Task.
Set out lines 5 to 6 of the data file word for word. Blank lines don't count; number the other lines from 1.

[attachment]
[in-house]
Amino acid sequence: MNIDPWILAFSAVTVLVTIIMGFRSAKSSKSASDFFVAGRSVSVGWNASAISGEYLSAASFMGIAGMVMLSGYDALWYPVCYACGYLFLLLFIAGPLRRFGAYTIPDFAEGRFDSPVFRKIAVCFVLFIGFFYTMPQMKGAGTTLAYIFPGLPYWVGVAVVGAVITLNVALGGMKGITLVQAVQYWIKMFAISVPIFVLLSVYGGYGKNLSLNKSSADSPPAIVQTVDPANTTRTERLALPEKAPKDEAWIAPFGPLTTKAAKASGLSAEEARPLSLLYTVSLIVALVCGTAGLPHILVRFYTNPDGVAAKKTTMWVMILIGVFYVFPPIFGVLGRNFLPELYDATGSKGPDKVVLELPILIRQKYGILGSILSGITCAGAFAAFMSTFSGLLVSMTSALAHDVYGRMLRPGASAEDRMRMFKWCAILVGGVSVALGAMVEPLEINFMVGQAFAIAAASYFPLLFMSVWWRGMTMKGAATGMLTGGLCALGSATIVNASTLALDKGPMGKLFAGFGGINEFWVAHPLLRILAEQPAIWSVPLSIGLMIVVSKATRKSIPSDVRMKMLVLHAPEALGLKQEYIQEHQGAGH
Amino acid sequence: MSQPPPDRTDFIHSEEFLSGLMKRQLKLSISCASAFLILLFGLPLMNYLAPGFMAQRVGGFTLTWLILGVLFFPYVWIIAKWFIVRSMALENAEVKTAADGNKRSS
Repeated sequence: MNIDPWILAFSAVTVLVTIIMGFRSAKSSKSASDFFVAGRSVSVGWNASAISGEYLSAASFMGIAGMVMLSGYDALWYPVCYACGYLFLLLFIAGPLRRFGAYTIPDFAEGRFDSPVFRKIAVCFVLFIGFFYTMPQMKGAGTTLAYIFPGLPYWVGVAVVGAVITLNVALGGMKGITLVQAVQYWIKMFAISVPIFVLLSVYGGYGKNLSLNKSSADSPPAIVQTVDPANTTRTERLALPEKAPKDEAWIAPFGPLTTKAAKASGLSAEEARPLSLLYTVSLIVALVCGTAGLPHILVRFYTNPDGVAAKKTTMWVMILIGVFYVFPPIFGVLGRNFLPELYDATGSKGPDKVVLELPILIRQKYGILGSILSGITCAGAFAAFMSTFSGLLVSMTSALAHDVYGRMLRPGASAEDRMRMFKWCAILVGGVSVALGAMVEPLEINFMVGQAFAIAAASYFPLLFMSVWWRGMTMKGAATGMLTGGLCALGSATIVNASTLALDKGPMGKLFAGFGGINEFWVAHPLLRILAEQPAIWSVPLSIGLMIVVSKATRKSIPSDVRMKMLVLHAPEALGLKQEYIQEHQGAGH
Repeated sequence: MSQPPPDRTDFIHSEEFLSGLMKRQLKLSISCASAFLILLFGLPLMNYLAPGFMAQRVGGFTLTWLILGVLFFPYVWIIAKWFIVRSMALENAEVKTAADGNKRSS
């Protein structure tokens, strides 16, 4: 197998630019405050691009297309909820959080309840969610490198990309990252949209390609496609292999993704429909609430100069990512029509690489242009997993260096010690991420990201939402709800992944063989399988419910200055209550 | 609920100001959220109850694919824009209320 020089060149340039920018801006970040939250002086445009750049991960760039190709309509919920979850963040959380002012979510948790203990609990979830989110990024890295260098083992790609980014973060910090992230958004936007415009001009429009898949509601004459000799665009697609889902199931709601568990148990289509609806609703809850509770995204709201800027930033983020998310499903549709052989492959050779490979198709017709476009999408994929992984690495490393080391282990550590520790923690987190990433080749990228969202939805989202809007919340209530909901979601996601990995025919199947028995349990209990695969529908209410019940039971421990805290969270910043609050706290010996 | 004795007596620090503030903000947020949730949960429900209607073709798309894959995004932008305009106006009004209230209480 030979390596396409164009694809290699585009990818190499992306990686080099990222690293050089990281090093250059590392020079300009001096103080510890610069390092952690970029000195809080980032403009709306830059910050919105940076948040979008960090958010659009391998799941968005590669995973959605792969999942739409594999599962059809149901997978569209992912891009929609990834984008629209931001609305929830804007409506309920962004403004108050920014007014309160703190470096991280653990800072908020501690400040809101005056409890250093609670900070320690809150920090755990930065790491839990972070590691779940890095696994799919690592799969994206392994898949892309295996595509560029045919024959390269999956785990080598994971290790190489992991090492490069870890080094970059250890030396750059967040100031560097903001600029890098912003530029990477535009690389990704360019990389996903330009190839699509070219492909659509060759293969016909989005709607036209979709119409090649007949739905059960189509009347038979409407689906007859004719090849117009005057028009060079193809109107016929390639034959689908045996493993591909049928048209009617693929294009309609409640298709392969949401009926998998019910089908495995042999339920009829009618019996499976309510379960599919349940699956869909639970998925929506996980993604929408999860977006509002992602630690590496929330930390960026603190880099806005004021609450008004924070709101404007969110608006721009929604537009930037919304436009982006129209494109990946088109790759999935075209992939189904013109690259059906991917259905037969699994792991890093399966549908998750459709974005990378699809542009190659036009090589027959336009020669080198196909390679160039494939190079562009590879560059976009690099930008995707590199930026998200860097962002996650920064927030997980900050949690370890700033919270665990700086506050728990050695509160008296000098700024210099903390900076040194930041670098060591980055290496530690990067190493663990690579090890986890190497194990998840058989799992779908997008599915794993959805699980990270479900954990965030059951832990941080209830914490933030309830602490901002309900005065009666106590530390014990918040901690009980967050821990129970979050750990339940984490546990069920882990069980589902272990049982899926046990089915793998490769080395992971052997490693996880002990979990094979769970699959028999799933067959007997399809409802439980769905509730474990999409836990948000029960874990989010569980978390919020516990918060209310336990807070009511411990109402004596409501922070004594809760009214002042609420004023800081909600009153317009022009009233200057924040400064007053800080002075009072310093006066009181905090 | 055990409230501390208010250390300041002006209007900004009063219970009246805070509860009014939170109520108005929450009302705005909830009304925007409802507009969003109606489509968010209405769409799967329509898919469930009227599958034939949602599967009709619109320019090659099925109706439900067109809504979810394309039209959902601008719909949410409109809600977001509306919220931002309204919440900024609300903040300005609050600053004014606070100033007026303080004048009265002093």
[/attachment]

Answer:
Repeated sequence: MSQPPPDRTDFIHSEEFLSGLMKRQLKLSISCASAFLILLFGLPLMNYLAPGFMAQRVGGFTLTWLILGVLFFPYVWIIAKWFIVRSMALENAEVKTAADGNKRSS
């Protein structure tokens, strides 16, 4: 197998630019405050691009297309909820959080309840969610490198990309990252949209390609496609292999993704429909609430100069990512029509690489242009997993260096010690991420990201939402709800992944063989399988419910200055209550 | 609920100001959220109850694919824009209320 020089060149340039920018801006970040939250002086445009750049991960760039190709309509919920979850963040959380002012979510948790203990609990979830989110990024890295260098083992790609980014973060910090992230958004936007415009001009429009898949509601004459000799665009697609889902199931709601568990148990289509609806609703809850509770995204709201800027930033983020998310499903549709052989492959050779490979198709017709476009999408994929992984690495490393080391282990550590520790923690987190990433080749990228969202939805989202809007919340209530909901979601996601990995025919199947028995349990209990695969529908209410019940039971421990805290969270910043609050706290010996 | 004795007596620090503030903000947020949730949960429900209607073709798309894959995004932008305009106006009004209230209480 030979390596396409164009694809290699585009990818190499992306990686080099990222690293050089990281090093250059590392020079300009001096103080510890610069390092952690970029000195809080980032403009709306830059910050919105940076948040979008960090958010659009391998799941968005590669995973959605792969999942739409594999599962059809149901997978569209992912891009929609990834984008629209931001609305929830804007409506309920962004403004108050920014007014309160703190470096991280653990800072908020501690400040809101005056409890250093609670900070320690809150920090755990930065790491839990972070590691779940890095696994799919690592799969994206392994898949892309295996595509560029045919024959390269999956785990080598994971290790190489992991090492490069870890080094970059250890030396750059967040100031560097903001600029890098912003530029990477535009690389990704360019990389996903330009190839699509070219492909659509060759293969016909989005709607036209979709119409090649007949739905059960189509009347038979409407689906007859004719090849117009005057028009060079193809109107016929390639034959689908045996493993591909049928048209009617693929294009309609409640298709392969949401009926998998019910089908495995042999339920009829009618019996499976309510379960599919349940699956869909639970998925929506996980993604929408999860977006509002992602630690590496929330930390960026603190880099806005004021609450008004924070709101404007969110608006721009929604537009930037919304436009982006129209494109990946088109790759999935075209992939189904013109690259059906991917259905037969699994792991890093399966549908998750459709974005990378699809542009190659036009090589027959336009020669080198196909390679160039494939190079562009590879560059976009690099930008995707590199930026998200860097962002996650920064927030997980900050949690370890700033919270665990700086506050728990050695509160008296000098700024210099903390900076040194930041670098060591980055290496530690990067190493663990690579090890986890190497194990998840058989799992779908997008599915794993959805699980990270479900954990965030059951832990941080209830914490933030309830602490901002309900005065009666106590530390014990918040901690009980967050821990129970979050750990339940984490546990069920882990069980589902272990049982899926046990089915793998490769080395992971052997490693996880002990979990094979769970699959028999799933067959007997399809409802439980769905509730474990999409836990948000029960874990989010569980978390919020516990918060209310336990807070009511411990109402004596409501922070004594809760009214002042609420004023800081909600009153317009022009009233200057924040400064007053800080002075009072310093006066009181905090 | 055990409230501390208010250390300041002006209007900004009063219970009246805070509860009014939170109520108005929450009302705005909830009304925007409802507009969003109606489509968010209405769409799967329509898919469930009227599958034939949602599967009709619109320019090659099925109706439900067109809504979810394309039209959902601008719909949410409109809600977001509306919220931002309204919440900024609300903040300005609050600053004014606070100033007026303080004048009265002093």